These notes accompany screenings of Jean Renoir’s French Cancan on October 31 and November 1 and 2 in Theater 3.
As regular followers of this series know, I can’t get enough of Jean Renoir. I feel a stronger emotional kinship with him than with any other filmmaker, except possibly Charles Chaplin or John Ford. Unlike those two gentlemen, however, Renoir had a wider range, a greater ability to work brilliantly in diverse genres over a sustained period of time. If someone asked me to recommend two or three essential or seminal Chaplin or Ford films, I would be less hesitant than I would be with Renoir, whose thoughts and feelings seem universal, and whose films seem to encompass virtually all that is Cinema—and life itself.
In the chapter of his autobiography, My Life and My Films, that discusses French Cancan, Renoir writes, “I got nearer and nearer to the ideal method of directing, which consists in shooting a film as one writes a novel. The elements by which the author is surrounded inspire him. He absorbs them.” (Elsewhere, he wrote that “an artist only exists if he succeeds in inventing his own little world.”) Thus, he goes on to celebrate the fact that he was reunited with Jean Gabin, who had appeared in three of Renoir’s 1930s masterpieces: Les Bas Fonds, La Grande Illusion, and La Bete Humaine. (“I am grateful to the cinema for having given me this comradeship. I love Gabin and he loves me.”) Renoir’s soul and psyche were also steeped in La Belle Epoque, the glorious 19th-century era he commemorated lovingly in Renoir, My Father, his best-selling biography of Pierre-Auguste Renoir. “Broadly speaking,” Jean wrote, French Cancan “is an act of homage to our calling, by which I mean show-business.” More than ever before or later, Renoir was immersed at the time in theater. He had completed The Golden Coach with Anna Magnani, which, like French Cancan, was a backstage drama. He had just staged Julius Caesar with Jean-Pierre Aumont and Paul Meurisse (then appearing in Clouzot’s Diabolique and soon to star in Renoir’s Picnic on the Grass) at the 15,000-seat arena in Arles, and his own comedy, Orvet, in Paris with Leslie Caron and Meurisse. He was also planning to direct a French stage version of his friend Clifford Odets’s The Big Knife, which was about to be released as a film by Robert Aldrich.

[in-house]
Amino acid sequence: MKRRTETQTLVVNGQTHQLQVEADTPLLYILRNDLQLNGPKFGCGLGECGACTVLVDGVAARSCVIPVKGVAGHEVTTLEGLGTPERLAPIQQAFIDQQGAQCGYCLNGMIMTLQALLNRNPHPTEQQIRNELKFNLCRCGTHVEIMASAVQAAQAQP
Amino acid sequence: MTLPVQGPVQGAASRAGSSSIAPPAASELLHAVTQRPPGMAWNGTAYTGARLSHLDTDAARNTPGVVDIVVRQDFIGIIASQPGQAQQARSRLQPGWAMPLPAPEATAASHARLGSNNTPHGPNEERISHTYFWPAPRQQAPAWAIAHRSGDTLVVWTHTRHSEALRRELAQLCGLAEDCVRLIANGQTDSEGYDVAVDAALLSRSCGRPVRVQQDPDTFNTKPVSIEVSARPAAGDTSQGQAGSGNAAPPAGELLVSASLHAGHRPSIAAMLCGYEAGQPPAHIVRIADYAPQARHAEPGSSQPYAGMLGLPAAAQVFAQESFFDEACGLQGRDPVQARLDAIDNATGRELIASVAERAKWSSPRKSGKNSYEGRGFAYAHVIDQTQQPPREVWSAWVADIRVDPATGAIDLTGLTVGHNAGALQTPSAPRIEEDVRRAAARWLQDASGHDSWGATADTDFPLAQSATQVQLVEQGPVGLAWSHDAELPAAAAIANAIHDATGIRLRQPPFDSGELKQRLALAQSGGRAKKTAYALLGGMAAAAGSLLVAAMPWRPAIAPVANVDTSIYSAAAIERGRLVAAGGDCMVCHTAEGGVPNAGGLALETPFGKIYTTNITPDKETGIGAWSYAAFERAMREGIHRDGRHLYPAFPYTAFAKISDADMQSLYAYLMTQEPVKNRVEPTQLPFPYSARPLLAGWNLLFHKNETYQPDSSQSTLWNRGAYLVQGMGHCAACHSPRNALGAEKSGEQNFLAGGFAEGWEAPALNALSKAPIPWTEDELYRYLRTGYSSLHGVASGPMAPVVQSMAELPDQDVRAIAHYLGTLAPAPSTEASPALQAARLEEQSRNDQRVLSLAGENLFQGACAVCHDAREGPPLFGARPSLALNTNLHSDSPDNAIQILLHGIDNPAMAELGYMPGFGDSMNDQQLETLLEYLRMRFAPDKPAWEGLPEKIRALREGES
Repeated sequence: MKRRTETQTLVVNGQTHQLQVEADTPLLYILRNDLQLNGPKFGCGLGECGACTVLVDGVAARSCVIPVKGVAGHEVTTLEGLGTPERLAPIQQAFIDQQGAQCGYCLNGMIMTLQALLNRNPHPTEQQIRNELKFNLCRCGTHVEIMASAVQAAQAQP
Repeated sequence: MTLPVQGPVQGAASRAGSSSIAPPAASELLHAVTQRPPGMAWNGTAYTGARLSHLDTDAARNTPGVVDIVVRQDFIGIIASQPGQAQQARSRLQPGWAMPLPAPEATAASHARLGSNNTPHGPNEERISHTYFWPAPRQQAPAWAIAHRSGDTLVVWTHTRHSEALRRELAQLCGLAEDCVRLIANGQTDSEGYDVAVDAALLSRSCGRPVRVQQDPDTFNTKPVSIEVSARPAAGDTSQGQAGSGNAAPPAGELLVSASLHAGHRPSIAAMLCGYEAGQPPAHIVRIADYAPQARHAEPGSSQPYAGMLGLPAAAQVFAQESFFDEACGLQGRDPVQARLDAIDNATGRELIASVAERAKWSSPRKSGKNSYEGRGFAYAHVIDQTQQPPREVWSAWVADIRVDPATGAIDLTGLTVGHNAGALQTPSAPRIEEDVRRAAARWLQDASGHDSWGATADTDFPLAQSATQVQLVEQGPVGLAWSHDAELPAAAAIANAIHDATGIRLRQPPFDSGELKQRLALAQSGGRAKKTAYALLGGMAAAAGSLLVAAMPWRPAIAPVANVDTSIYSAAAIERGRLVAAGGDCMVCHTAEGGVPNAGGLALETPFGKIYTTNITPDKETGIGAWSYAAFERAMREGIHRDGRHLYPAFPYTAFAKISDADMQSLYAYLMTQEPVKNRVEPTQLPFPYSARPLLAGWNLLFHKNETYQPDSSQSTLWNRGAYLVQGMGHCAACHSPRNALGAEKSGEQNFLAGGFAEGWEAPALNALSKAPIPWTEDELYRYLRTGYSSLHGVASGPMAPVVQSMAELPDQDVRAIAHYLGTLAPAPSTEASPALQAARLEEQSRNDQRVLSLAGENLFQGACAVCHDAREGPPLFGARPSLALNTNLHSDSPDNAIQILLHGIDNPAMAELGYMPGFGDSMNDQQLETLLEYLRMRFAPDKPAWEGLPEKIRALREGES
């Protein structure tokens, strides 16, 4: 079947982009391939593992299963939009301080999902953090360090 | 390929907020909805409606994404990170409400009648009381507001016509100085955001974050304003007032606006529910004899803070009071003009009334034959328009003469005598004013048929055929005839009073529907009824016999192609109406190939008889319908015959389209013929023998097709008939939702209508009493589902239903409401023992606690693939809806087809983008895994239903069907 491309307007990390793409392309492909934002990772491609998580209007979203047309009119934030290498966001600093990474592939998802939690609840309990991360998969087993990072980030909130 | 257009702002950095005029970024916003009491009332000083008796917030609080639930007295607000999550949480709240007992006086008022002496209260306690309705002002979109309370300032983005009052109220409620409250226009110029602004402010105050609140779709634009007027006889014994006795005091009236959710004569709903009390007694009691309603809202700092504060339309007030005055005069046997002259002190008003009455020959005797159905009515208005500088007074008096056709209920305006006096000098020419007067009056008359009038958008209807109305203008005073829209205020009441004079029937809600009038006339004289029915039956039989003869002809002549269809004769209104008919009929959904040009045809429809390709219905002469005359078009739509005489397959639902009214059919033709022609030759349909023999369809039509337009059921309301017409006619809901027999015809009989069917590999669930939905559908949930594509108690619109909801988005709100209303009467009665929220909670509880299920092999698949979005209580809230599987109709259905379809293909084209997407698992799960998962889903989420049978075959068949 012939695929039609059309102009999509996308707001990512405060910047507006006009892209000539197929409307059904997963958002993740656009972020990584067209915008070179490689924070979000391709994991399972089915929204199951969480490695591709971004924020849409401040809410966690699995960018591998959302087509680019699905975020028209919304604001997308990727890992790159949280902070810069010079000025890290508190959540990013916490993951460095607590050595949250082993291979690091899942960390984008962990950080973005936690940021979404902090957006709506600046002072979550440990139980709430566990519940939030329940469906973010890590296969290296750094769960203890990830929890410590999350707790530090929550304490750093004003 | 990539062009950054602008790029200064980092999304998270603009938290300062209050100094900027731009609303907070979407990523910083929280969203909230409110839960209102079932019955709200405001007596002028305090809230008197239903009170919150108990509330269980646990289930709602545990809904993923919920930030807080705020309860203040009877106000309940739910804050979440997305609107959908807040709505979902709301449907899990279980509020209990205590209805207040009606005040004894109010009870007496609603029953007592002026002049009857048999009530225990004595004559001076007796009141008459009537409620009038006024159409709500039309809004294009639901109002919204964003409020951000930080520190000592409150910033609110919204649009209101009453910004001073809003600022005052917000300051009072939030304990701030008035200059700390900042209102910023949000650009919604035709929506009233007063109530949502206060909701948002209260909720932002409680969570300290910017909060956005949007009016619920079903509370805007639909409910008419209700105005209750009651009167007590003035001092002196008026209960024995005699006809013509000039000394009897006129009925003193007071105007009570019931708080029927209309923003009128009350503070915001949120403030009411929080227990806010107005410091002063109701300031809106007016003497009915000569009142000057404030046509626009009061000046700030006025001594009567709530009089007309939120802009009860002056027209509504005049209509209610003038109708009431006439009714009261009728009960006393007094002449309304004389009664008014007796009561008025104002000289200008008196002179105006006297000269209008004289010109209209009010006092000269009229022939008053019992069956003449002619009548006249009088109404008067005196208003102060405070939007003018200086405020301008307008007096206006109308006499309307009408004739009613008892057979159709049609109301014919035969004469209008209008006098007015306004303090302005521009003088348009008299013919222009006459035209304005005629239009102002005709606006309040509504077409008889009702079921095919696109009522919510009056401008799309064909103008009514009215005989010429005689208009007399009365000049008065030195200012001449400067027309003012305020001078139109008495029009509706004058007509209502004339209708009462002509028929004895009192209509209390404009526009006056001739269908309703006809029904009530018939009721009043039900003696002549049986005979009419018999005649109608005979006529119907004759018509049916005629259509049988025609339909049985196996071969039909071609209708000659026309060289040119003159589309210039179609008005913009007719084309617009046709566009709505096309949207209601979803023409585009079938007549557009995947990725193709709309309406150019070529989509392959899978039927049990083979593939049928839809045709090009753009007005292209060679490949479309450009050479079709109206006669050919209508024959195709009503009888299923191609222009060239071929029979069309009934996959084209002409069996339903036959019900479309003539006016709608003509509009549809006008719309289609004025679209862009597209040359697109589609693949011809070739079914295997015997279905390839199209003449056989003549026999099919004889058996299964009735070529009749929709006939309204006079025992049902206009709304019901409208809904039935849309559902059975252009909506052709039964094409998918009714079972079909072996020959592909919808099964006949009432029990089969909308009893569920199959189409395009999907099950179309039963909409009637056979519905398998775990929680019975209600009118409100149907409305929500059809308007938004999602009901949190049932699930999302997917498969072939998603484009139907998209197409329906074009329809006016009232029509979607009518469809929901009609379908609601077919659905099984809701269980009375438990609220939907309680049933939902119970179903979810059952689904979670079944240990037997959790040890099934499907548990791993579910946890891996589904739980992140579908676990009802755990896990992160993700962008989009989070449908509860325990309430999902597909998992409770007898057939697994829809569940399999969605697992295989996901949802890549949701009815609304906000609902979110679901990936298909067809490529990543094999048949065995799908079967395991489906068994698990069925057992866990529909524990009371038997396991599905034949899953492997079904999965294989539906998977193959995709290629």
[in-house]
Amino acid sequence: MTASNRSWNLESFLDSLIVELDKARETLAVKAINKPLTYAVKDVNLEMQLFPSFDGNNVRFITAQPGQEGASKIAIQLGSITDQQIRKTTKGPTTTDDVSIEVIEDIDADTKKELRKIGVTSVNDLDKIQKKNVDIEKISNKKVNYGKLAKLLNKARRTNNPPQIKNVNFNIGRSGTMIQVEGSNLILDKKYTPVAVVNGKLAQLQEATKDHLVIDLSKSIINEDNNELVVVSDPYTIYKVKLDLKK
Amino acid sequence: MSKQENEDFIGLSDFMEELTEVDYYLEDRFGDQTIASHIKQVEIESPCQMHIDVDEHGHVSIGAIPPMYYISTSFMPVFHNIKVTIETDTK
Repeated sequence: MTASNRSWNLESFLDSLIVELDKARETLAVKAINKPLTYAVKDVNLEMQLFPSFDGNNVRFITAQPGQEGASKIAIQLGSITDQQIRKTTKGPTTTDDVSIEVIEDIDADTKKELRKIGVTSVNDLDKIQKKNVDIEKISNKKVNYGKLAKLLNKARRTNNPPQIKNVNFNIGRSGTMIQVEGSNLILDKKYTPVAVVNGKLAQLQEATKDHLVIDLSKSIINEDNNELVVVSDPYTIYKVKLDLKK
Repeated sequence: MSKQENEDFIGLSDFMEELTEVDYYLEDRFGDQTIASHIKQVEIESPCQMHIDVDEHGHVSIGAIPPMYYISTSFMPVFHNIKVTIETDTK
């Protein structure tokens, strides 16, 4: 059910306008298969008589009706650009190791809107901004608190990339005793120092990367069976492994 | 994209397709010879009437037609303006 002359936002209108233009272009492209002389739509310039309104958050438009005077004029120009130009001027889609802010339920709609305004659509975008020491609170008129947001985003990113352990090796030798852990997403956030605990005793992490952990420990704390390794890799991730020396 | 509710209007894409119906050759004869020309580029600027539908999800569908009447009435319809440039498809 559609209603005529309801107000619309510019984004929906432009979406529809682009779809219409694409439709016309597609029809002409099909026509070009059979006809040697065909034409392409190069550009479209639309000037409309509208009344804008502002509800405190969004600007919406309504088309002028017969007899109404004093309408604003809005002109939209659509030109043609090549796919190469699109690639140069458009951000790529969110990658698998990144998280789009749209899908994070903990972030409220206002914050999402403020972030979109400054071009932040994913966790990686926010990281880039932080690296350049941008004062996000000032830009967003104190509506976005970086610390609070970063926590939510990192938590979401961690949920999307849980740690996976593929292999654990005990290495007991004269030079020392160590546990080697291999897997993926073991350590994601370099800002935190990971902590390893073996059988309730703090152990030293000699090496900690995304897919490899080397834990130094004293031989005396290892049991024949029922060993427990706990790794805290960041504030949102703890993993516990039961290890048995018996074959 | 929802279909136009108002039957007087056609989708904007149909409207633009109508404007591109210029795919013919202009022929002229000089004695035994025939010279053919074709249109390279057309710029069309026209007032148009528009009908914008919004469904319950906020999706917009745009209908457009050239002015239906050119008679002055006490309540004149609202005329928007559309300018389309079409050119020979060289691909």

So, according to Jean Renoir’s own auteur theory, he absorbed all of these stimuli. He was also by now deeply immersed in color after The River and The Golden Coach, and it is hard to think of a film, even in Hollywood’s flamboyant 1950s that is quite so ravishing. One might suggestively say “garish,” but that misses the whole point of evoking the garishness of the era. At the same time the sedately romantic, bittersweet courtship scene between the prince and the laundress/dancer on the Montmartre hillside recalls the lovely intimacy of A Day in the Country. The climactic scenes where we cannot be sure that the show will, indeed, go on hark back to the hectic denouements of Grand Illusion and The Rules of the Game. Throughout the film, Jean Gabin, who Nick Pinkerton recently described as having “conveyed an entire philosophy in his carriage, as essentially French as the Parisian shrug,“ mostly lends a passive presence to all the action. Ultimately, it is all Renoir, although, from what we know of his devotion to family and friends, one doubts that he shared Danglard’s (Gabin’s) dictum that the only things that mattered to him were those he created.
Still, French Cancan has so much energy, and its ending is so (almost exhaustingly) exuberant, that one cannot doubt that this film mattered a great deal to Jean Renoir.